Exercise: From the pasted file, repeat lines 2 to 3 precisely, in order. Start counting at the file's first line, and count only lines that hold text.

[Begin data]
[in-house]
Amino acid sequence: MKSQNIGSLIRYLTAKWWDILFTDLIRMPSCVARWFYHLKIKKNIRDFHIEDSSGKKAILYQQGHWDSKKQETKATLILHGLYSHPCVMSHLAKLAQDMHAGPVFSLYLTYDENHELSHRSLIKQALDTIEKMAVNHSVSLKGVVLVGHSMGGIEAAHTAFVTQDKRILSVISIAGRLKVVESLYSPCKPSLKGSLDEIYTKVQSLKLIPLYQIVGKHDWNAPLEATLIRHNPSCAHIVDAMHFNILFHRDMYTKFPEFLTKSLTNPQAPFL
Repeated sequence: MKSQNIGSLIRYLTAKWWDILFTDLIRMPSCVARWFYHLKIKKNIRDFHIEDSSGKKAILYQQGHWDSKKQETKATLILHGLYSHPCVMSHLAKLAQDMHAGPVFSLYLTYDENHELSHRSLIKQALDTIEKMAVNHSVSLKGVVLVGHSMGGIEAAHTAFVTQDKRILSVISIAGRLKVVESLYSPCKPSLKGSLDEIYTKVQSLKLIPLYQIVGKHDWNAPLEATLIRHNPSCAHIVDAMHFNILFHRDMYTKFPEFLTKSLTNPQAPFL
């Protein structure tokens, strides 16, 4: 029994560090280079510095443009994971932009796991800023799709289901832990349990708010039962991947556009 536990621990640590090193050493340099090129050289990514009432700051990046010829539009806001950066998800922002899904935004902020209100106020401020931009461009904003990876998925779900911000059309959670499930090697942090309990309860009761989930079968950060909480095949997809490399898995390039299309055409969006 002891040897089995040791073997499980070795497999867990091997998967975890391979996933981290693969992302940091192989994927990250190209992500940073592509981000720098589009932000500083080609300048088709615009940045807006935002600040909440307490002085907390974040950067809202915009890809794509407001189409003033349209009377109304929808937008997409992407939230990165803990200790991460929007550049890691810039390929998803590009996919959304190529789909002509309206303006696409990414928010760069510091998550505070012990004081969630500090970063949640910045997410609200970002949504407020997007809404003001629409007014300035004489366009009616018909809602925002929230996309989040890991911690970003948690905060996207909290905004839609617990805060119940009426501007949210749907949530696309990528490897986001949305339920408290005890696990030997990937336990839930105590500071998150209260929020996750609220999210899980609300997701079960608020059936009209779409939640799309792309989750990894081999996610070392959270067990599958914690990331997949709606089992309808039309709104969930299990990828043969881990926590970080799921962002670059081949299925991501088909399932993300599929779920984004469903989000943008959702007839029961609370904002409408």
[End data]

Amino acid sequence: MKSQNIGSLIRYLTAKWWDILFTDLIRMPSCVARWFYHLKIKKNIRDFHIEDSSGKKAILYQQGHWDSKKQETKATLILHGLYSHPCVMSHLAKLAQDMHAGPVFSLYLTYDENHELSHRSLIKQALDTIEKMAVNHSVSLKGVVLVGHSMGGIEAAHTAFVTQDKRILSVISIAGRLKVVESLYSPCKPSLKGSLDEIYTKVQSLKLIPLYQIVGKHDWNAPLEATLIRHNPSCAHIVDAMHFNILFHRDMYTKFPEFLTKSLTNPQAPFL
Repeated sequence: MKSQNIGSLIRYLTAKWWDILFTDLIRMPSCVARWFYHLKIKKNIRDFHIEDSSGKKAILYQQGHWDSKKQETKATLILHGLYSHPCVMSHLAKLAQDMHAGPVFSLYLTYDENHELSHRSLIKQALDTIEKMAVNHSVSLKGVVLVGHSMGGIEAAHTAFVTQDKRILSVISIAGRLKVVESLYSPCKPSLKGSLDEIYTKVQSLKLIPLYQIVGKHDWNAPLEATLIRHNPSCAHIVDAMHFNILFHRDMYTKFPEFLTKSLTNPQAPFL